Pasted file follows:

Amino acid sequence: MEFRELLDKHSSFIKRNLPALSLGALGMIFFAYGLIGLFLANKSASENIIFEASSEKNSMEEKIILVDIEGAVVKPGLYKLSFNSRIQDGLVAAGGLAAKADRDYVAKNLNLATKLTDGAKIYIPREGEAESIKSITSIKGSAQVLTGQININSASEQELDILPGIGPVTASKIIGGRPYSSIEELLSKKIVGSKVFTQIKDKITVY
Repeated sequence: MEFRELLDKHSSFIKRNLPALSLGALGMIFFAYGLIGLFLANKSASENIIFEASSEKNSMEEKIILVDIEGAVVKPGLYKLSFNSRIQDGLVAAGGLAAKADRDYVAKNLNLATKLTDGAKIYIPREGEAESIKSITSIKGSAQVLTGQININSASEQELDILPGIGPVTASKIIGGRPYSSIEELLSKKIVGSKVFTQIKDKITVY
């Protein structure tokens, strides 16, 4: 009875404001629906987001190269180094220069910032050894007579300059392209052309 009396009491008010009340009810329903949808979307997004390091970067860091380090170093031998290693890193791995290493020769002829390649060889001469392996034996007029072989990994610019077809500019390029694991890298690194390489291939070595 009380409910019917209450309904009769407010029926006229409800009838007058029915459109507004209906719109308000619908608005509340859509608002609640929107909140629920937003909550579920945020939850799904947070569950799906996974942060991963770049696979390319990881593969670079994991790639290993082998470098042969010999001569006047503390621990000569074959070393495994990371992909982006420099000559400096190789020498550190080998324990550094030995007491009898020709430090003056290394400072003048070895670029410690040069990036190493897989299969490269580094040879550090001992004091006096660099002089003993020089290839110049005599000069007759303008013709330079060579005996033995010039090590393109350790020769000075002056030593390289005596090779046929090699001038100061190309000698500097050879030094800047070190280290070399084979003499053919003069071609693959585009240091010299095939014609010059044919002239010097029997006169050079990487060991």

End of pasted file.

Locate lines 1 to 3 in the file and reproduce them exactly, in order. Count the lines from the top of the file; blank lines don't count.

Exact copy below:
Amino acid sequence: MEFRELLDKHSSFIKRNLPALSLGALGMIFFAYGLIGLFLANKSASENIIFEASSEKNSMEEKIILVDIEGAVVKPGLYKLSFNSRIQDGLVAAGGLAAKADRDYVAKNLNLATKLTDGAKIYIPREGEAESIKSITSIKGSAQVLTGQININSASEQELDILPGIGPVTASKIIGGRPYSSIEELLSKKIVGSKVFTQIKDKITVY
Repeated sequence: MEFRELLDKHSSFIKRNLPALSLGALGMIFFAYGLIGLFLANKSASENIIFEASSEKNSMEEKIILVDIEGAVVKPGLYKLSFNSRIQDGLVAAGGLAAKADRDYVAKNLNLATKLTDGAKIYIPREGEAESIKSITSIKGSAQVLTGQININSASEQELDILPGIGPVTASKIIGGRPYSSIEELLSKKIVGSKVFTQIKDKITVY
């Protein structure tokens, strides 16, 4: 009875404001629906987001190269180094220069910032050894007579300059392209052309 009396009491008010009340009810329903949808979307997004390091970067860091380090170093031998290693890193791995290493020769002829390649060889001469392996034996007029072989990994610019077809500019390029694991890298690194390489291939070595 009380409910019917209450309904009769407010029926006229409800009838007058029915459109507004209906719109308000619908608005509340859509608002609640929107909140629920937003909550579920945020939850799904947070569950799906996974942060991963770049696979390319990881593969670079994991790639290993082998470098042969010999001569006047503390621990000569074959070393495994990371992909982006420099000559400096190789020498550190080998324990550094030995007491009898020709430090003056290394400072003048070895670029410690040069990036190493897989299969490269580094040879550090001992004091006096660099002089003993020089290839110049005599000069007759303008013709330079060579005996033995010039090590393109350790020769000075002056030593390289005596090779046929090699001038100061190309000698500097050879030094800047070190280290070399084979003499053919003069071609693959585009240091010299095939014609010059044919002239010097029997006169050079990487060991």